Etoposide chemical structure
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Etoposide phosphate (Eposin®, Etopophos®, Vepesid®, VP-16®) is an inhibitor of the enzyme topoisomerase II. It is used as a form of chemotherapy for malignancies such as lung cancer, testicular cancer, lymphoma, non-lymphocytic leukemia, and glioblastoma multiforme. It is often given in combination with other drugs. more...

Ecstasy (drug)
Edrophonium chloride
Ellagic acid
Enoxaparin sodium
Ergoloid Mesylates
Estradiol valerate
Hexal Australia

Chemically it derives from podophyllotoxin, a toxin found in the American Mayapple.

It is given intravenously or by mouth in capsule form. If the drug is given by IV it must be done slowly over a 30 to 60 minute period because it can lower blood pressure as it is being administered. Blood pressure is checked often during infusing. The physician may lengthen or shorten the time depending on circumstances.

Side Effects

Common are:

  1. low blood pressure
  2. hair loss
  3. pain and or burning at the IV site
  4. constipation or diarrhea
  5. metallic food taste
  6. Bone marrow suppression, leading to
    1. decreased white blood cell counts (leading to increased susceptibility to infections)
    2. low red blood cell counts (anemia)
    3. low platelet counts (leading to easy bruising and bleeding)

Less common are:

  1. nausea and vomiting
  2. allergic type reactions
  3. rash
  4. fever, often occurring shortly after IV administration and not due to infection
  5. mouth sores


Patients are generally advised to call their doctor in case of fever, symptoms of infection or painful injection sites, as these may progress severely without adequate medical attention.

It is advised to drink lots of fluids after treatment to prevent damage to the bladder and kidneys, typically 1.5 to 3.5 litres of water on the day of treatment and for several days after.


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Long-term results of neoadjuvant ifosfamide, cisplatin, and etoposide combination in locally advanced non-small-cell lung cancer
From CHEST, 11/1/94 by Jean-Louis Pujol

Thirty-three patients with T3,N2,M0 or T4,N2,M0, nonsmall-cell lung cancer (NSCLC) took part in a phase 2 study in an attempt to evaluate the feasability of neoadjuvant chemotherapy followed by surgery and thoracic radiotherapy. Chemotherapy consisted of daily administration of the following treatment: etoposide, 100 mg/[m.sup.2]; cisplatin, 25 mg/[m.sup.2]; ifosfamide, 1.5 g/[m.sup.2]; and mesna, 1.8 g/[m.sup.2] for 4 days. Three cycles were planned starting every 21 days. Responding patients underwent a thoracotomy in order to attempt a resection and then received a 45 Gy of thoracic radiotherapy. The results of response and resection rates have been published and the present final report deals with the longterm results. Chemotherapy induced a 55 percent partial response rate and a 15 percent complete response rate allowing a complete resection in 55 percent of the patients. Complete remission was histologically confirmed for the five complete responders. Although the median survival was short (10 months), six patients were long-term survivors (3-year survival rate: 19 percent). Survival was significantly influenced by the type of resection: patients for whom a complete resection was possible survived the longest with a median survival three times that of the other patients. Modalities of relapses differed according to the results of surgery: 8 of the 15 patients who did not undergo a complete surgical resection experienced a local relapse during the first 18 months of follow-up whereas in the complete resection group, central nervous system metastasis was the main site of relapse. We conclude that the neoadjuvants ifosfamide, cisplatin, and etoposide in patients with locally advanced NSCLC are feasible to use and allow a 19 percent 3-year survival rate. These results are the rationale of an ongoing randomized study comparing neoadjuvant chemotherapy followed by surgery and surgery alone. This study is designed to test whether neoadjuvant chemotherapy improves survival of patients with locally advanced NSCLC.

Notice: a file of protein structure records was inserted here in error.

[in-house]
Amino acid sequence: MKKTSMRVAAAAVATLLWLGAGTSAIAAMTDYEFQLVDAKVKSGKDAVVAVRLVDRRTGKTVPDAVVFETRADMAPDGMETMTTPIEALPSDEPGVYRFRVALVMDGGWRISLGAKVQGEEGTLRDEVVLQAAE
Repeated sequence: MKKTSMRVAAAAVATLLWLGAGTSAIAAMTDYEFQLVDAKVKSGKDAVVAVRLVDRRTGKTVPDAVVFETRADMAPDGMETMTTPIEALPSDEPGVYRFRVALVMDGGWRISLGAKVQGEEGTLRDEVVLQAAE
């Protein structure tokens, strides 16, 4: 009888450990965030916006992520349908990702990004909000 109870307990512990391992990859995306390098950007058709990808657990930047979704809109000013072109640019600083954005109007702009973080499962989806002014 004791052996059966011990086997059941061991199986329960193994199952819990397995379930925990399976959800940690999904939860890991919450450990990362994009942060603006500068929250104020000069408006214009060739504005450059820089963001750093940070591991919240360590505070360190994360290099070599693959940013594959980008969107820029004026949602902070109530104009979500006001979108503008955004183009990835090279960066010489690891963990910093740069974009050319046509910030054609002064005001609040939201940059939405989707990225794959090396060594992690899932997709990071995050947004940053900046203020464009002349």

(Chest 1994; 106:1451-55)

NSCLC=non-small-cell lung cancer;


UICC=International Union Against Cancer;

WHO=World Health Organization.

Key words: feasibility; neoadjuvant chemotherapy; non-small-cell lung cancer (NSCLC); surgery; TNM classification

Non-small-cell lung cancer (NSCLC) is frequently associated with a metastatic disease at some time during the microscopic stage rather than when it becomes clinically detectable.(1) Patients with a locally advanced NSCLC, particularly stage N2, are sometimes considered for surgery, but resection is frequently followed by metastatic relapses.(2) There are two underlying problems where local and regional extension in NSCLC is concerned: first, this extension limits the possibility for a surgeon to carry out a complete resection; second, local extension makes the existence of a microscopic metastatic disease predictable. These clinical observations are the rationale for the evaluation of neoadjuvant chemotherapy as an experimental approach.(3)

In 1987, we started a phase 2 trial of neoadjuvant ifosfamide, cisplatin, and etoposide in patients with locally advanced NSCLC. The response rate, resection rate, and microscopic findings of this study have been published.(4) The present report deals with modalities of failures and long-term results.